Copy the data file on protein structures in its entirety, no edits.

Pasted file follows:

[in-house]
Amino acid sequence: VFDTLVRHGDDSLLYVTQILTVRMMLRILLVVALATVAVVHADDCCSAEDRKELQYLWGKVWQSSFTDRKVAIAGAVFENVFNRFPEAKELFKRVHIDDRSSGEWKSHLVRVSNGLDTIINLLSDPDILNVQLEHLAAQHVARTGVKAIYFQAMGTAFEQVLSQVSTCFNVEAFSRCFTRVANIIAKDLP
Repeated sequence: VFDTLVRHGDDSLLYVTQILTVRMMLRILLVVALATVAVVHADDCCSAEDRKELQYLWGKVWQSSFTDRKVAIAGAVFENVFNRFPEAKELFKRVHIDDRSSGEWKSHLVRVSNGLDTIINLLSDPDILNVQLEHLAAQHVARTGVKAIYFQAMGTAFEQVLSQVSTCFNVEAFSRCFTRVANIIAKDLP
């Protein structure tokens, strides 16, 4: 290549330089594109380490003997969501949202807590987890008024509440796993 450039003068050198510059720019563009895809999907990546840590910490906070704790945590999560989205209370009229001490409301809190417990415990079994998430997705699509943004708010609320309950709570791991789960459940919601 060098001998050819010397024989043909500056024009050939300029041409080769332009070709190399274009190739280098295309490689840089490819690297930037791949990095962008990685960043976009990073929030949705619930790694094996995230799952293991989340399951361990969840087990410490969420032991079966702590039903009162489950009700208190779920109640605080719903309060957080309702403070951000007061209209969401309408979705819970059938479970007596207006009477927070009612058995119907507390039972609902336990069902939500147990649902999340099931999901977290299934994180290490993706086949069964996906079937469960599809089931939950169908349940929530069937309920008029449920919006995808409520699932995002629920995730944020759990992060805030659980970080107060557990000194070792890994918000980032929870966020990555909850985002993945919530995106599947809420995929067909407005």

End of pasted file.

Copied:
[in-house]
Amino acid sequence: VFDTLVRHGDDSLLYVTQILTVRMMLRILLVVALATVAVVHADDCCSAEDRKELQYLWGKVWQSSFTDRKVAIAGAVFENVFNRFPEAKELFKRVHIDDRSSGEWKSHLVRVSNGLDTIINLLSDPDILNVQLEHLAAQHVARTGVKAIYFQAMGTAFEQVLSQVSTCFNVEAFSRCFTRVANIIAKDLP
Repeated sequence: VFDTLVRHGDDSLLYVTQILTVRMMLRILLVVALATVAVVHADDCCSAEDRKELQYLWGKVWQSSFTDRKVAIAGAVFENVFNRFPEAKELFKRVHIDDRSSGEWKSHLVRVSNGLDTIINLLSDPDILNVQLEHLAAQHVARTGVKAIYFQAMGTAFEQVLSQVSTCFNVEAFSRCFTRVANIIAKDLP
């Protein structure tokens, strides 16, 4: 290549330089594109380490003997969501949202807590987890008024509440796993 450039003068050198510059720019563009895809999907990546840590910490906070704790945590999560989205209370009229001490409301809190417990415990079994998430997705699509943004708010609320309950709570791991789960459940919601 060098001998050819010397024989043909500056024009050939300029041409080769332009070709190399274009190739280098295309490689840089490819690297930037791949990095962008990685960043976009990073929030949705619930790694094996995230799952293991989340399951361990969840087990410490969420032991079966702590039903009162489950009700208190779920109640605080719903309060957080309702403070951000007061209209969401309408979705819970059938479970007596207006009477927070009612058995119907507390039972609902336990069902939500147990649902999340099931999901977290299934994180290490993706086949069964996906079937469960599809089931939950169908349940929530069937309920008029449920919006995808409520699932995002629920995730944020759990992060805030659980970080107060557990000194070792890994918000980032929870966020990555909850985002993945919530995106599947809420995929067909407005």